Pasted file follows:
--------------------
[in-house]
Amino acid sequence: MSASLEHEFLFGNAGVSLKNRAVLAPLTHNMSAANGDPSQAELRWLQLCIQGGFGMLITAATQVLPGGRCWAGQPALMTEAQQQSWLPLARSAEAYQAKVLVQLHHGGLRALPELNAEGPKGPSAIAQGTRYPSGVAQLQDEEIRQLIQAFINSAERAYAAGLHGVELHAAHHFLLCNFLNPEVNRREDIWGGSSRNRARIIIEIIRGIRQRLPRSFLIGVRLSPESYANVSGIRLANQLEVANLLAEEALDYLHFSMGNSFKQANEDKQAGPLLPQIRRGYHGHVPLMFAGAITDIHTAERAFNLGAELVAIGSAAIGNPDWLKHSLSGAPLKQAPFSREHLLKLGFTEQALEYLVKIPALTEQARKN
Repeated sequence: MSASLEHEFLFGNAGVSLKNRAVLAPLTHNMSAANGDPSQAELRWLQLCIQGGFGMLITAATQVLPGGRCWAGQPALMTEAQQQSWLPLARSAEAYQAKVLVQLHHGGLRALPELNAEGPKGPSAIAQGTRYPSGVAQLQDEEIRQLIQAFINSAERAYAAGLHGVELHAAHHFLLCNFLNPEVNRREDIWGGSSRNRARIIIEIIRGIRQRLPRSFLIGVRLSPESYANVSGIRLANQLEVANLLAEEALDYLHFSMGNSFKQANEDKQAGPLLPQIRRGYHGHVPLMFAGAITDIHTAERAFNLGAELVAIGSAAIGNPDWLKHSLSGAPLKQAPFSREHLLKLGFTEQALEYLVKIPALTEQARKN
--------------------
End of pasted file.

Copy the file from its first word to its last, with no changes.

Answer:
[in-house]
Amino acid sequence: MSASLEHEFLFGNAGVSLKNRAVLAPLTHNMSAANGDPSQAELRWLQLCIQGGFGMLITAATQVLPGGRCWAGQPALMTEAQQQSWLPLARSAEAYQAKVLVQLHHGGLRALPELNAEGPKGPSAIAQGTRYPSGVAQLQDEEIRQLIQAFINSAERAYAAGLHGVELHAAHHFLLCNFLNPEVNRREDIWGGSSRNRARIIIEIIRGIRQRLPRSFLIGVRLSPESYANVSGIRLANQLEVANLLAEEALDYLHFSMGNSFKQANEDKQAGPLLPQIRRGYHGHVPLMFAGAITDIHTAERAFNLGAELVAIGSAAIGNPDWLKHSLSGAPLKQAPFSREHLLKLGFTEQALEYLVKIPALTEQARKN
Repeated sequence: MSASLEHEFLFGNAGVSLKNRAVLAPLTHNMSAANGDPSQAELRWLQLCIQGGFGMLITAATQVLPGGRCWAGQPALMTEAQQQSWLPLARSAEAYQAKVLVQLHHGGLRALPELNAEGPKGPSAIAQGTRYPSGVAQLQDEEIRQLIQAFINSAERAYAAGLHGVELHAAHHFLLCNFLNPEVNRREDIWGGSSRNRARIIIEIIRGIRQRLPRSFLIGVRLSPESYANVSGIRLANQLEVANLLAEEALDYLHFSMGNSFKQANEDKQAGPLLPQIRRGYHGHVPLMFAGAITDIHTAERAFNLGAELVAIGSAAIGNPDWLKHSLSGAPLKQAPFSREHLLKLGFTEQALEYLVKIPALTEQARKN